Is the BBC biased, and if so: Should we scrap it?

Updated: Jun 12


Bojo verses the BBC



Boris Johnson declared in the run up to the 2019 election that he was considering the removal of the license fee. Given his 80-seat majority, the implementation of this controversial policy seems completely within his grasp.



The BBC has garnered criticism from all sides of the political spectrum for being too left-wing, too right-wing, too pro-EU and too anti-EU. That the BBC is attacked from all sides is used by some as evidence of the station’s neutrality; as each side of the political field argue that they are on the receiving end of BBC bias, they are arguably demonstrating its even handedness.



However, given that Boris Johnson has stated that the main source of funding for the so called “Brexit bashing corporation” is up for question, how long left does the license fee have?



Does the public have trust issues with the BBC?



In the last year the majority of the British public (48%) do not trust the BBC compared to the 44% who do.


Polling Via YouGov

There seems to be a rare consensus amongst supporters of the UK’s two main parties with both Labour and Conservative voters not fully trusting the BBC, with 53% and 49% trusting the Beeb respectively.


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These findings are shocking in light of a 2017 survey commissioned by the BBC which found that the BBC is seen as the news source that people turn to for impartial news. What is even more shocking is the degree in which this is the case.


Polling Via Ipsos MORI



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Is the BBC biased?



Despite the views held in social media comment sections the BBC has been found to have a minimal centre-left bias. This being the apparent result of the liberal culture within the BBC which originates from its London location. Conservatives tend to receive more screen time as a result of being the incumbent party during the last 10 years but this may be on the decrease given the current PM’s lack of interviews during the election campaign and since.


In regard to Brexit coverage however, the BBC has shown a bias by providing significantly less of a platform to Pro-Brexit speakers.A compilation of 11 surveys showed that since the 2016 referendum BBC coverage has had more pro-remain contributors than pro-leave.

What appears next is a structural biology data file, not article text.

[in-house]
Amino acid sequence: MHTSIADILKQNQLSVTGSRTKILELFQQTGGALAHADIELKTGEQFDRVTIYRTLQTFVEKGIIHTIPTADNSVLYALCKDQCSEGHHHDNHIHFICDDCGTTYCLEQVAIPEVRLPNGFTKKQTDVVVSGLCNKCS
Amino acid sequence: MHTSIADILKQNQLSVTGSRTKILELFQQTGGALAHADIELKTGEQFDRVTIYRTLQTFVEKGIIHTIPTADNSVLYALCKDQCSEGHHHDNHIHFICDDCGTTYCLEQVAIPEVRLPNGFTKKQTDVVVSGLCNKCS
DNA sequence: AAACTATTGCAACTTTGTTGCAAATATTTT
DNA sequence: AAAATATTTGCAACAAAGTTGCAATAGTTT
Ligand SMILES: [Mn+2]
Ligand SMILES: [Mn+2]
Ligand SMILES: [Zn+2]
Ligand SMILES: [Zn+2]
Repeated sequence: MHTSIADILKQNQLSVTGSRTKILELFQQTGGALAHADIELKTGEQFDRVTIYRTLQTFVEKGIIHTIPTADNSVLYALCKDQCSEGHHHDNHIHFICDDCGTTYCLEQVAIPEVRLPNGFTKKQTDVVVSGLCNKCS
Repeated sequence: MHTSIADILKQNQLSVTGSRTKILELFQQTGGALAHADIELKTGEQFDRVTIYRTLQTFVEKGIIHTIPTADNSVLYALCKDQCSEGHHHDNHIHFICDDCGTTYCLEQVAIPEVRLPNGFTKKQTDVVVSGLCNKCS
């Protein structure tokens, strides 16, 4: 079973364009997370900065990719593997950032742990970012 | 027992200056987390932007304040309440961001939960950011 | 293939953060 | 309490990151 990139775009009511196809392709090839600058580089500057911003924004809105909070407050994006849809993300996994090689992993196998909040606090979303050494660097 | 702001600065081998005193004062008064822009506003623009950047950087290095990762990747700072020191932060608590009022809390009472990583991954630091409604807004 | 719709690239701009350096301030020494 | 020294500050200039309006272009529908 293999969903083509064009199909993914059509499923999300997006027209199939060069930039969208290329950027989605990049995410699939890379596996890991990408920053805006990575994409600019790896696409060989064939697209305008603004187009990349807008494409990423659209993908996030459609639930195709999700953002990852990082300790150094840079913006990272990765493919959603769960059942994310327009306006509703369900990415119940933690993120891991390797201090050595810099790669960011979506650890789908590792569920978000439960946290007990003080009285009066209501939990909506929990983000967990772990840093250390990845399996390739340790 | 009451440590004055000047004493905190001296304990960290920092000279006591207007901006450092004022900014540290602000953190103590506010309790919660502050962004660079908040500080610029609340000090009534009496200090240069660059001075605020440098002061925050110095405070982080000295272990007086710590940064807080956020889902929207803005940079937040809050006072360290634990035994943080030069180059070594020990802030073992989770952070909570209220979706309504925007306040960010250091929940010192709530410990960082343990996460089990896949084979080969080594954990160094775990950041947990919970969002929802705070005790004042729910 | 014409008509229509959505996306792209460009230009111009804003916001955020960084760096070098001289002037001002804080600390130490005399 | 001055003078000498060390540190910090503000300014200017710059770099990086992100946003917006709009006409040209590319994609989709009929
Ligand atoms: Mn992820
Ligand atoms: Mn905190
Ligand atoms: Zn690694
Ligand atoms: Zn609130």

Polling via Ipsos MORI

However, such a bias may in part be due to 9 out of 10 academics having supported the campaign to remain. The same can be said for economists and business leaders with the majority predicting that Brexit will negatively affect the UK’s economic prospects in the future. Given that more than 10% of speakers within all BBC programmes are in favour of leaving it can be argued that the BBC is at least trying to prevent an overwhelming lack of pro-leave voices.




Should the public stop paying for the BBC via the license fee?



As the license fee is the BBC’s main source of funding any alternatives would need to be comprehensive. A report from Ampere Analysis has assessed four alternatives including, subscription, introduction of advertising, a levy on Internet Service Providers (those who supply access to the internet), and an income tax.


Whilst each alternative has it benefits and downsides, the overall message is consistent. If the licence fee is removed the BBC will be underfunded unless a collection of measures are taken. This is despite the 20% cut in funding that the BBC was given during the austerity period.


The most promising suggestion following examples from Sweden, Norway, and Croatia would be an income tax as Westminster could ensure that funding met the BBC’s requirements. This would also allow means based contributions with those who cannot afford to pay still having access to the service.



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